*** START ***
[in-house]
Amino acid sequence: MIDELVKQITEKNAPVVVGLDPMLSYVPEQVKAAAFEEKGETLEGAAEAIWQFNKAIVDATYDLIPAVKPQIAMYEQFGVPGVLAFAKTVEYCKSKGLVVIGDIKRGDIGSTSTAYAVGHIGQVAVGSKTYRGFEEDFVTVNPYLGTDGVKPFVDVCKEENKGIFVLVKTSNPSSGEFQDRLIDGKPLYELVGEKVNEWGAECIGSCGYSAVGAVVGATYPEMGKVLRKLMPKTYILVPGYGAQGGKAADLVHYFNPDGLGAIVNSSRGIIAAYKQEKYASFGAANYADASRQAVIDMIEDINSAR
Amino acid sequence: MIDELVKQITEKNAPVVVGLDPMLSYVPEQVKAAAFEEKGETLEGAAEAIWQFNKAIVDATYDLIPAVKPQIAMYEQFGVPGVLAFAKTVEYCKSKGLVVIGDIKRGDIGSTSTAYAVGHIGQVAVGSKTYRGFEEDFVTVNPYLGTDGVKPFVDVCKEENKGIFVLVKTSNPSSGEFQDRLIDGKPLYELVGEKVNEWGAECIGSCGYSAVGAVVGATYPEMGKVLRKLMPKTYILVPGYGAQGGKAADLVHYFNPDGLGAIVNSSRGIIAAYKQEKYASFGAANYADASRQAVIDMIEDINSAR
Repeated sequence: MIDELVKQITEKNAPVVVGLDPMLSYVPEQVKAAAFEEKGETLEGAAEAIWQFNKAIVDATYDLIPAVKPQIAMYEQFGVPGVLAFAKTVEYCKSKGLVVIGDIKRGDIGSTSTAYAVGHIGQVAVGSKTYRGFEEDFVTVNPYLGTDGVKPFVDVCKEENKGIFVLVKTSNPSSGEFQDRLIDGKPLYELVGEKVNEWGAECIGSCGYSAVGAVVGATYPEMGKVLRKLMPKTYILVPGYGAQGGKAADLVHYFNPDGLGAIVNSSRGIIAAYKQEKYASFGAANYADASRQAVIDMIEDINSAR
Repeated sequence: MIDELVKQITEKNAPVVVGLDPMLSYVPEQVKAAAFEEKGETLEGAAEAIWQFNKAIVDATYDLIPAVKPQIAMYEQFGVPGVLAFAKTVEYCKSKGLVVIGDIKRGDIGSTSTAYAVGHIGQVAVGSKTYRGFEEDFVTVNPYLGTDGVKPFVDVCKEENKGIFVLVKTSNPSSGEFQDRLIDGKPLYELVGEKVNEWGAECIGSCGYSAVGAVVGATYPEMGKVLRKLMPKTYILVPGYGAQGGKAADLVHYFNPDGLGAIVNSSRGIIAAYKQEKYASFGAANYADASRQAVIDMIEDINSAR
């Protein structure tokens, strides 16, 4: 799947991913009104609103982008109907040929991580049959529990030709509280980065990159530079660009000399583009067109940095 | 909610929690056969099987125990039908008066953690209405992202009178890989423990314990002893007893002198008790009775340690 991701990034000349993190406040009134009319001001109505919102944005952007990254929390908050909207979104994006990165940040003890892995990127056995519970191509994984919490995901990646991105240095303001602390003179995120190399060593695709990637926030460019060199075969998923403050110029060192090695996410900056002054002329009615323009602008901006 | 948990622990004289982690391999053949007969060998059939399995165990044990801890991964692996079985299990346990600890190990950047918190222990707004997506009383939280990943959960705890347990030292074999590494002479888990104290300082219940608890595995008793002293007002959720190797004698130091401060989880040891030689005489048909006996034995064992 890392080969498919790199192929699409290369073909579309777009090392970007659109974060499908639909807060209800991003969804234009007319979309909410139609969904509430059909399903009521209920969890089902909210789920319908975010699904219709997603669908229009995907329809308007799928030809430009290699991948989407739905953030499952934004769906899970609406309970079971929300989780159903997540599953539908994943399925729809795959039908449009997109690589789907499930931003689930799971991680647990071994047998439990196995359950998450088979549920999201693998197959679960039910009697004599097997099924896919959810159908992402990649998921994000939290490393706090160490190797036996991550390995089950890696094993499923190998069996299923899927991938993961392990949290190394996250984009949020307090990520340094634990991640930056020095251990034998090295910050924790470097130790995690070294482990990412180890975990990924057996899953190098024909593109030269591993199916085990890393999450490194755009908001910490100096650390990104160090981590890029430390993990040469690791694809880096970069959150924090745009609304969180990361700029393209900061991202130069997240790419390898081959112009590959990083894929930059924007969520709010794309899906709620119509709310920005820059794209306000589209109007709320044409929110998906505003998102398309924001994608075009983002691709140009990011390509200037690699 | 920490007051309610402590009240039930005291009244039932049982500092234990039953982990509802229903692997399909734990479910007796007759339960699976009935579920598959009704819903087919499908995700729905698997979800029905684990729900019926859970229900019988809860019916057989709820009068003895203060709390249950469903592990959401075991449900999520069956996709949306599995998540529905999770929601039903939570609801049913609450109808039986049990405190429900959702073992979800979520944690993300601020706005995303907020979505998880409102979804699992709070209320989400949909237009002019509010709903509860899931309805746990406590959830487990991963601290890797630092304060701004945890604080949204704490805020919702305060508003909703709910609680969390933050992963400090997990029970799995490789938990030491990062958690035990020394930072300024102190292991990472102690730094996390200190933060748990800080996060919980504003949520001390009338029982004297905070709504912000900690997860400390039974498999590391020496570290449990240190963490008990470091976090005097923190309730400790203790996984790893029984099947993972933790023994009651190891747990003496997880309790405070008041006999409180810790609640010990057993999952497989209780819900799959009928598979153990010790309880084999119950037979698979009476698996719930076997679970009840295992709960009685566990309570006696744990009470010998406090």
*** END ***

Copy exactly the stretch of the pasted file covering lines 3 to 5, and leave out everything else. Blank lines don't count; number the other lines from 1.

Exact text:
Amino acid sequence: MIDELVKQITEKNAPVVVGLDPMLSYVPEQVKAAAFEEKGETLEGAAEAIWQFNKAIVDATYDLIPAVKPQIAMYEQFGVPGVLAFAKTVEYCKSKGLVVIGDIKRGDIGSTSTAYAVGHIGQVAVGSKTYRGFEEDFVTVNPYLGTDGVKPFVDVCKEENKGIFVLVKTSNPSSGEFQDRLIDGKPLYELVGEKVNEWGAECIGSCGYSAVGAVVGATYPEMGKVLRKLMPKTYILVPGYGAQGGKAADLVHYFNPDGLGAIVNSSRGIIAAYKQEKYASFGAANYADASRQAVIDMIEDINSAR
Repeated sequence: MIDELVKQITEKNAPVVVGLDPMLSYVPEQVKAAAFEEKGETLEGAAEAIWQFNKAIVDATYDLIPAVKPQIAMYEQFGVPGVLAFAKTVEYCKSKGLVVIGDIKRGDIGSTSTAYAVGHIGQVAVGSKTYRGFEEDFVTVNPYLGTDGVKPFVDVCKEENKGIFVLVKTSNPSSGEFQDRLIDGKPLYELVGEKVNEWGAECIGSCGYSAVGAVVGATYPEMGKVLRKLMPKTYILVPGYGAQGGKAADLVHYFNPDGLGAIVNSSRGIIAAYKQEKYASFGAANYADASRQAVIDMIEDINSAR
Repeated sequence: MIDELVKQITEKNAPVVVGLDPMLSYVPEQVKAAAFEEKGETLEGAAEAIWQFNKAIVDATYDLIPAVKPQIAMYEQFGVPGVLAFAKTVEYCKSKGLVVIGDIKRGDIGSTSTAYAVGHIGQVAVGSKTYRGFEEDFVTVNPYLGTDGVKPFVDVCKEENKGIFVLVKTSNPSSGEFQDRLIDGKPLYELVGEKVNEWGAECIGSCGYSAVGAVVGATYPEMGKVLRKLMPKTYILVPGYGAQGGKAADLVHYFNPDGLGAIVNSSRGIIAAYKQEKYASFGAANYADASRQAVIDMIEDINSAR